Not long ago Nicolas Sarkozy in France, Angela Merkel in Germany and Kostas Karamanlis in Greece presented themselves as politicians who could do for continental European capitalism what Margaret Thatcher did for British capitalism.1 Some on the left took them at their word, drawing the conclusion that workers’ organisations and the left were facing a qualitatively worse situation. Yet in recent months all three have been thrown on to the defensive by determined, if sporadic, resistance from workers. With that have come signs that the popular mood has shifted to the left.
Following regional elections in Hesse and Lower Saxony in January, polling group Forsa commented, “The Left Party is the real victor of both votes.” The Left Party, Die Linke in German, took 5.1 percent of the poll in Hesse, winning six seats in the state assembly, and 7.1 percent and 11 seats in Lower Saxony. “The party has established itself as part of the mainstream,” noted the Financial Times. “No longer can it be dismissed as a largely East German phenomenon.” Opinion polls consistently put Die Linke on 12 to 13 percent nationally, making it the third most popular party.
The party is the main beneficiary of the growing unpopularity of Merkel’s “grand coalition”, made up of her own Tory CDU and the social democrat SPD. In Hesse the CDU got its lowest votes for 40 years, with a drop of 12 percent, after running a racist campaign. At the same time, Die Linke is picking up support in the SPD’s traditional heartlands, with polls suggesting workers and the unemployed vote disproportionately for it.
The electoral gains for the left came as Germany was experiencing its biggest strike wave for many years. In November and December the GDL, a small train drivers’ union, held a series of effective strikes, winning an 11 percent pay rise and an hour’s cut in the working week. The GDL is not left led and does not share the larger unions’ opposition to rail privatisation. The media and all parties except Die Linke opposed the strikes, as did union leaders representing a majority of workers on the railways. Yet opinion polls showed the drivers had majority support among voters.
In February 85,000 steel workers won a pay deal worth 5.2 percent. The union could undoubtedly have won more, since steel bosses expected a tough confrontation and conceded rapidly. Meanwhile, the public sector union Verdi put in a demand for an 8 percent rise for its members, and polls showed that 60 percent of people supported the claim or even thought it was not enough. Its “warning strikes” in March hit refuse collections, airports and urban transport. Public support for strikes is a response to a situation where wages have lagged behind inflation for 12 years. One in ten workers earns less than 7.50 Euros (£5.70) an hour before tax, and 1.3 million in full time jobs are on such low pay they qualify for benefit.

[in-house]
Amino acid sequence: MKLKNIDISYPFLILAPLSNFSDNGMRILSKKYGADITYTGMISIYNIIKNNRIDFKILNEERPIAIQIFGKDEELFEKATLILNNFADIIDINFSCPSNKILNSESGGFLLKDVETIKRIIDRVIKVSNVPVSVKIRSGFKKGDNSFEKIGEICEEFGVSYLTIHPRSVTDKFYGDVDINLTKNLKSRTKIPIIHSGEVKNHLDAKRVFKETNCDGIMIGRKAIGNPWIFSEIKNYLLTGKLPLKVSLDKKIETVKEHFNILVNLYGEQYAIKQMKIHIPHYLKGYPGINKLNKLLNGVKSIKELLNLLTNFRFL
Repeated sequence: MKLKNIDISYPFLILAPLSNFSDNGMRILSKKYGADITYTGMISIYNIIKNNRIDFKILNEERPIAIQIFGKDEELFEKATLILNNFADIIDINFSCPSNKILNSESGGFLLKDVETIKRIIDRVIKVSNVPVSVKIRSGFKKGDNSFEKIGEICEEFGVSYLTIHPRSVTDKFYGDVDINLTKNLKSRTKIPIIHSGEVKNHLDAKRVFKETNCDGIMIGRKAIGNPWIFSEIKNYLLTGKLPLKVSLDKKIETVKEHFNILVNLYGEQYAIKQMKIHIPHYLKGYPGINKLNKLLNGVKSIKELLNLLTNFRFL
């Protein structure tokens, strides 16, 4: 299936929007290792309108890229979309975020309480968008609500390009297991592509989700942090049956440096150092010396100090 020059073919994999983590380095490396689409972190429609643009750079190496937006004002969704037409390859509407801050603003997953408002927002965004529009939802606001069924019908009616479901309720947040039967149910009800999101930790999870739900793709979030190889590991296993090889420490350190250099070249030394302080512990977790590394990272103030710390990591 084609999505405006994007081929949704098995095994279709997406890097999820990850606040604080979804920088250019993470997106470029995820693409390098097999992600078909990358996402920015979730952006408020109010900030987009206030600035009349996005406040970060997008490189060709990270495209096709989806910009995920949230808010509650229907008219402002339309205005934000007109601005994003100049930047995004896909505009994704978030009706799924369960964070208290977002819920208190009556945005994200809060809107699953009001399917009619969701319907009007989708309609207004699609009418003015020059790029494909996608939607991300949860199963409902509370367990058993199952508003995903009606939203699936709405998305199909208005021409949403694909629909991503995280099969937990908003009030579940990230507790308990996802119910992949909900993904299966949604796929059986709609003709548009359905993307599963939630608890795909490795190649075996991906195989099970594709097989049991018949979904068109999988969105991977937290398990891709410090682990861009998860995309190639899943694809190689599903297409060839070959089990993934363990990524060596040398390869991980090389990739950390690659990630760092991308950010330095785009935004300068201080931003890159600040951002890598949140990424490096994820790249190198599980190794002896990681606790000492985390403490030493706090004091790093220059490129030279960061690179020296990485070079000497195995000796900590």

Die Linke’s political impact is shown by the way the government has been thrown on to the defensive over calls for a minimum wage. Merkel has already conceded a minimum of 9.80 Euros (£7.50) an hour for postal workers. Die Linke has also gained support by attacking tax evasion by business leaders. The scandal over this issue began with an early morning raid on the home of Deutsche Post chief executive Klaus Zumwinkel in late February and has since taken on extraordinary proportions.
Under pressure from Die Linke sections of the SPD, including the current leader, Kurt Beck, want to steer leftwards in order to regain support. The recent election results are aggravating the SPD’s dilemma, since it does not have a majority enabling it to govern by itself either in Hesse or Hamburg, and the racist tone of the CDU campaign in Hesse makes it difficult to form a local grand coalition with it to run the state.
The alternative would be for the SPD to try to trap Die Linke by forming a coalition with it and forcing it to take responsibility for cuts necessary to balance regional budgets. Sections of Die Linke who come from the PDS, successor to the old ruling party of East Germany, are already part of such “Red-Red” coalitions in the East. But activists from the West have blocked that path. They can see what it means in Berlin, where Die Linke councillors have voted for cuts in public services and opposed wage claims. In Hesse, instead of joining the regional government, Die Linke said they would allow an SPD-Green collation to take office, but would not vote with it on issues they opposed. Meanwhile in Hamburg, where Die Linke won 6.4 percent in elections in February, the Tories and the Greens have discussed forming a “Black-Green” coalition.